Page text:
Tuesday, April 5, 2011

Opal: The Jewel of a Washington Orchard


I've eaten apples called "Opalescent" and they're not only tasty (crunchy and sweet with a touch of tartness) but beautiful to look at. Now a recent introduction from the Czech Republic, which has been growing in Washington State, the Opal, is poised to make one orchard very special, possibly wealthy. The Broetje Orchards have been selling the Opal apples locally and are looking to gain exclusive rights to market it in Washington. Consumers have been willing to pay almost an extra dollar a pound for these beauties. Word of mouth has spread about this delicious apple and in recent months the Opal has also been sampled at Whole Foods markets in Michigan.

Unlike the Opalescent, which is green flushed with red and pink, the Opal is a bright yellow color. It's said to have a very complex flavor, even drawing comparisons to wine. It's a cross between a Golden Delicious (itself a surprise discovery that proved very popular) and a Topaz.

Washington apple growers have been diligently introducing newer varieties to the local markets, some of which have been seen in the Northeast, like Jazz, Pacific Rose and the popular (and premium-priced) Honeycrisp. The Honeycrisp, according to this article, commands high prices not just because it's delicious, but because it requires special care while growing. Honeycrisps are available more widely now, but some Washington growers want to be able to grow and sell varieties unique to them, and new licensing laws are making that possible.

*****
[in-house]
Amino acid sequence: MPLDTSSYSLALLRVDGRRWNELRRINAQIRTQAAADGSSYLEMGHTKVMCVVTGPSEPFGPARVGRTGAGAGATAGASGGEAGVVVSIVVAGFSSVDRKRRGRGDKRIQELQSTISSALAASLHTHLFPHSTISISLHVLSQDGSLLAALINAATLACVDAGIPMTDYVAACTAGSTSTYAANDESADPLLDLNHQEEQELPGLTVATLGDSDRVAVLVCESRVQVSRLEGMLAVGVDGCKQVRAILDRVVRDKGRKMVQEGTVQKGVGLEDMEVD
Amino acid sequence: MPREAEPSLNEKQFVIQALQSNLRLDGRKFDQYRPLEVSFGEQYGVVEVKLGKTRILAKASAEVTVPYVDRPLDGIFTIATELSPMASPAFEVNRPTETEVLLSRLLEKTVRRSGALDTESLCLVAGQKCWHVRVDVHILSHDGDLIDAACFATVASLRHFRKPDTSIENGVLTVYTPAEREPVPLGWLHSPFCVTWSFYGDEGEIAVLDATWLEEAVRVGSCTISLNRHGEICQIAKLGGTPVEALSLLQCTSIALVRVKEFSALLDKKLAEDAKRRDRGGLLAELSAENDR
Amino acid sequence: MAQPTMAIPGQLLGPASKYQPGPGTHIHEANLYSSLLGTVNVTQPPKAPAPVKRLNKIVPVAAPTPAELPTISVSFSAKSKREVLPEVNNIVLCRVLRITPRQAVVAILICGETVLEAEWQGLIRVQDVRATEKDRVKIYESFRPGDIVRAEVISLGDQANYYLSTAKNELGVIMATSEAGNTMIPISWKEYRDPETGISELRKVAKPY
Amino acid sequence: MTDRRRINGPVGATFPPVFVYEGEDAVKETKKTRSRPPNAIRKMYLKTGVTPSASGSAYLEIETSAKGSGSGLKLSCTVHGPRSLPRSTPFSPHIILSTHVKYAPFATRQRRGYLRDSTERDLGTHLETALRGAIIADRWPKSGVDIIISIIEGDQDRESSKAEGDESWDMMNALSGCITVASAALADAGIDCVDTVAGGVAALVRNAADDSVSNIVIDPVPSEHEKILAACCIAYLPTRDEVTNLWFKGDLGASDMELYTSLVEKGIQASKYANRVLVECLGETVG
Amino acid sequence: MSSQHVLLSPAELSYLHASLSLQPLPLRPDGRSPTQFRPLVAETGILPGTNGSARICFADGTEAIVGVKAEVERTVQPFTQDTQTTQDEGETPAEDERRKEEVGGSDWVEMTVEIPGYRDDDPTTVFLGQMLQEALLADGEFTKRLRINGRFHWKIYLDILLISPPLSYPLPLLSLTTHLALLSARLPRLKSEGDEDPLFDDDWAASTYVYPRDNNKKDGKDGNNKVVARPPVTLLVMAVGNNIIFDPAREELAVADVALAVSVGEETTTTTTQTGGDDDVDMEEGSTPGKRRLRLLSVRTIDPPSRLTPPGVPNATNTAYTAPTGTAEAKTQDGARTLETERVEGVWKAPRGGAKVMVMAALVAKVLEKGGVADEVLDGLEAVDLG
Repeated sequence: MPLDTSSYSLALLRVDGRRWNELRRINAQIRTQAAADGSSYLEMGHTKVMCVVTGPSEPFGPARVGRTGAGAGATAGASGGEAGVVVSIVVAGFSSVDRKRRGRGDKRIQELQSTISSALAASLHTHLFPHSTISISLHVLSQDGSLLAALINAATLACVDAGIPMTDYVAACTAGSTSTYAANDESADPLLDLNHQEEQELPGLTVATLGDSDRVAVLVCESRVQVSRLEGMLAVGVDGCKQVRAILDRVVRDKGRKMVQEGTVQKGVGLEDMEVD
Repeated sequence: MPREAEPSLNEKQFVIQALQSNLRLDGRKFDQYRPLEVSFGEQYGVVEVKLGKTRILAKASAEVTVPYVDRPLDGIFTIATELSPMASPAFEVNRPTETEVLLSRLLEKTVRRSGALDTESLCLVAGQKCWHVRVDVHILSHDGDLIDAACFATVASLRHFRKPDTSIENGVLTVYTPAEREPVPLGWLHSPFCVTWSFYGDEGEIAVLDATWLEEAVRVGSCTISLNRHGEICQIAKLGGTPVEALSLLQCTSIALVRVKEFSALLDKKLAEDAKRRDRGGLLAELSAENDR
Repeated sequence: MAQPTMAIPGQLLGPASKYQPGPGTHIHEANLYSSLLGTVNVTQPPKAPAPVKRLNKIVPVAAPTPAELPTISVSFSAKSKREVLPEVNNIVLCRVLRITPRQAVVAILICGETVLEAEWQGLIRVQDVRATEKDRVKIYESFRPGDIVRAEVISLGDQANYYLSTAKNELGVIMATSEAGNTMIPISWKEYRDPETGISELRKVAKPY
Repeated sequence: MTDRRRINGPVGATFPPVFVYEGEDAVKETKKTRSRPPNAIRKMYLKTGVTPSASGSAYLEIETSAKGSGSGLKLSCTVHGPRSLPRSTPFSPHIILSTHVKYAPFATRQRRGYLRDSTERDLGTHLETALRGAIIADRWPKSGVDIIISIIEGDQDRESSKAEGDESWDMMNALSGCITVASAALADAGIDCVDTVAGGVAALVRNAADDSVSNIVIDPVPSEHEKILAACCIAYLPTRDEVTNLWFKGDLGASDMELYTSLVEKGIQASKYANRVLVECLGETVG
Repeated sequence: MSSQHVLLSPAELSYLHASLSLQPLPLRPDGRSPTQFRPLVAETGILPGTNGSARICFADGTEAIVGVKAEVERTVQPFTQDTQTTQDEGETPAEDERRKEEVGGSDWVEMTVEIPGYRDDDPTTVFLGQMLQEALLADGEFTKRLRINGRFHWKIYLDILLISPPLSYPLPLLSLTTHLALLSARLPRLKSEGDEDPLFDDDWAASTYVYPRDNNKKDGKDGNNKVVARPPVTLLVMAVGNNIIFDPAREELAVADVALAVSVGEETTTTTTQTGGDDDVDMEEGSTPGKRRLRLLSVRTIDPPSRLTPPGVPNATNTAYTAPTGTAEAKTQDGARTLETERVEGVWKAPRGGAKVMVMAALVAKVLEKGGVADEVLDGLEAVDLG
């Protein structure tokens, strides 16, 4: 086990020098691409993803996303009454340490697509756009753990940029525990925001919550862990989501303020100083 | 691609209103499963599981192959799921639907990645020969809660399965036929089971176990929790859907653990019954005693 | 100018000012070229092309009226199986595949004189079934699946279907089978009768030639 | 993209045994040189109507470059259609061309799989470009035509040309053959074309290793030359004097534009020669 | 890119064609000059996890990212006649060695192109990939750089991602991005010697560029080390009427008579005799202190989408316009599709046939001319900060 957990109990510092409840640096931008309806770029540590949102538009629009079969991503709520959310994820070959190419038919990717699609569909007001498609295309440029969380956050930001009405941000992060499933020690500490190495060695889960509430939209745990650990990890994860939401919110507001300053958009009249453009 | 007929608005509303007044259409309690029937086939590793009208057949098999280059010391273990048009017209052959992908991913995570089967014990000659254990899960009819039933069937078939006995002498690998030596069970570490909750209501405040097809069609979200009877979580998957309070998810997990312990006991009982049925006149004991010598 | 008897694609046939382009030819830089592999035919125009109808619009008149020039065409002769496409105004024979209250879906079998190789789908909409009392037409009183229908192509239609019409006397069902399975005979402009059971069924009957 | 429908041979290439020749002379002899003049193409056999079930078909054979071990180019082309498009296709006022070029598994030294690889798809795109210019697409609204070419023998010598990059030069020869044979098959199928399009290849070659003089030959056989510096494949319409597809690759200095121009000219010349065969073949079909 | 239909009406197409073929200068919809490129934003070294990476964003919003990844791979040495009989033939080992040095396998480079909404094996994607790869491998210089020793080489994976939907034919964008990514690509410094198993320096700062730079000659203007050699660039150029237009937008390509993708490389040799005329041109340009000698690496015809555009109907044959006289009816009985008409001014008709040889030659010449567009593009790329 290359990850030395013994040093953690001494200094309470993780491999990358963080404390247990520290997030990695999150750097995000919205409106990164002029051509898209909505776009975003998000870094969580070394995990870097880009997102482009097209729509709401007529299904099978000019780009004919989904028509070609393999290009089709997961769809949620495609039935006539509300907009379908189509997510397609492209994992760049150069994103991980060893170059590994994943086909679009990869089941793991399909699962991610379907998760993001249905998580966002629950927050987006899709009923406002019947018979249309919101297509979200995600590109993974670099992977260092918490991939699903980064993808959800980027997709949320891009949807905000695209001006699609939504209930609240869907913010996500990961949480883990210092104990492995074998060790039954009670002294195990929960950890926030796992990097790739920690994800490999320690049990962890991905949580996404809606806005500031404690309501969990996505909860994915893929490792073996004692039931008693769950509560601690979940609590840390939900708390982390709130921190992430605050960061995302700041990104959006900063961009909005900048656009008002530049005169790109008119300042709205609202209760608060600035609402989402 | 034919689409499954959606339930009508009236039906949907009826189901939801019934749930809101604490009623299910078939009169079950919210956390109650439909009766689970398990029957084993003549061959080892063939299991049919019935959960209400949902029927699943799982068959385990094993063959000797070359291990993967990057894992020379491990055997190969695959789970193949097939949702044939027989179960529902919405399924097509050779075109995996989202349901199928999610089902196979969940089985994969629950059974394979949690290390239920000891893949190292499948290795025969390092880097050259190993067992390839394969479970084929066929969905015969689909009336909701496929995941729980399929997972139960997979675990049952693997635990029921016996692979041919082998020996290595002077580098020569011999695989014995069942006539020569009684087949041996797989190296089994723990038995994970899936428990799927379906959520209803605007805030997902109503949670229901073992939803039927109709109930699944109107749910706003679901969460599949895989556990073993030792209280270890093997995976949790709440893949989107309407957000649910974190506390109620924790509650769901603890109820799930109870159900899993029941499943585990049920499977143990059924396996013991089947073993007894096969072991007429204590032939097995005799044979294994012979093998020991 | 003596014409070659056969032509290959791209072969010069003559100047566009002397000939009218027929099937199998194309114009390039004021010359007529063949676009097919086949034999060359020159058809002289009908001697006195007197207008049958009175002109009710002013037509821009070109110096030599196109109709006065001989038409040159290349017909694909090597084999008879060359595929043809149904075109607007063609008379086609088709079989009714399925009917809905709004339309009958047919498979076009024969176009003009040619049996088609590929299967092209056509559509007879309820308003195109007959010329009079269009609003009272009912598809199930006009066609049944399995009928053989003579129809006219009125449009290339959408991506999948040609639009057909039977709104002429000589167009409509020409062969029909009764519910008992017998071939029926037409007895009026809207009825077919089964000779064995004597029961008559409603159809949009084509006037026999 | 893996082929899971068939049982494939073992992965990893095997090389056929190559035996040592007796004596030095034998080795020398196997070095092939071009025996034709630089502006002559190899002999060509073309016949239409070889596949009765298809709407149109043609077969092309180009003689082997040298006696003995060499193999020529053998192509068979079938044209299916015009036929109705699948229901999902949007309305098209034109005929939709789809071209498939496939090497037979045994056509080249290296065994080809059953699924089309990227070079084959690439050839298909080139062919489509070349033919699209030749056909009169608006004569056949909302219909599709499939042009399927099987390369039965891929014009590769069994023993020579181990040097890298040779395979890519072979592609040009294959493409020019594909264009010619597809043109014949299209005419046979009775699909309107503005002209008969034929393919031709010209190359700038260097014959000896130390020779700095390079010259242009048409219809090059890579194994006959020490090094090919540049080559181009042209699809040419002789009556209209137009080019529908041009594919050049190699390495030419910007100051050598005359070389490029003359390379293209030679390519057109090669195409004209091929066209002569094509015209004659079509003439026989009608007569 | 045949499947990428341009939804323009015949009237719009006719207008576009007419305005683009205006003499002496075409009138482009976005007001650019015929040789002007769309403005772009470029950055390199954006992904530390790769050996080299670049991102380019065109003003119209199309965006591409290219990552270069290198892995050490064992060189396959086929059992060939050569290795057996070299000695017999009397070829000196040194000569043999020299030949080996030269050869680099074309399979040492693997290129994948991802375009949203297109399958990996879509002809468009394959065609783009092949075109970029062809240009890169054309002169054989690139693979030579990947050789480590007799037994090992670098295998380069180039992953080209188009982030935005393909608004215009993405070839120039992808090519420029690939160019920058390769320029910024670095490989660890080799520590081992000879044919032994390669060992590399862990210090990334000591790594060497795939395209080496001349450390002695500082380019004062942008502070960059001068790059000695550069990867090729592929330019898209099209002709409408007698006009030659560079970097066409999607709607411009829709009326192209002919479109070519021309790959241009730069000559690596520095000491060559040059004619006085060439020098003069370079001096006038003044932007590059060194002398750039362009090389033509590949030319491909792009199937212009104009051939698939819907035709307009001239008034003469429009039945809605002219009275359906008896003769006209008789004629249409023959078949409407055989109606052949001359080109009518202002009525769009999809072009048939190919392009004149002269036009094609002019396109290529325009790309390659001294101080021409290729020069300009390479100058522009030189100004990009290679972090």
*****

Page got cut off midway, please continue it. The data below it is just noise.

Given the growing interest in reviving heirloom apples, it's exciting to see the same interest aimed at developing new varieties. Whether through discovery (the Granny Smith was found randomly in a New Zealand orchard) or breeding, the introduction of "different" apples is definitely having an impact on the worldwide marketplace.

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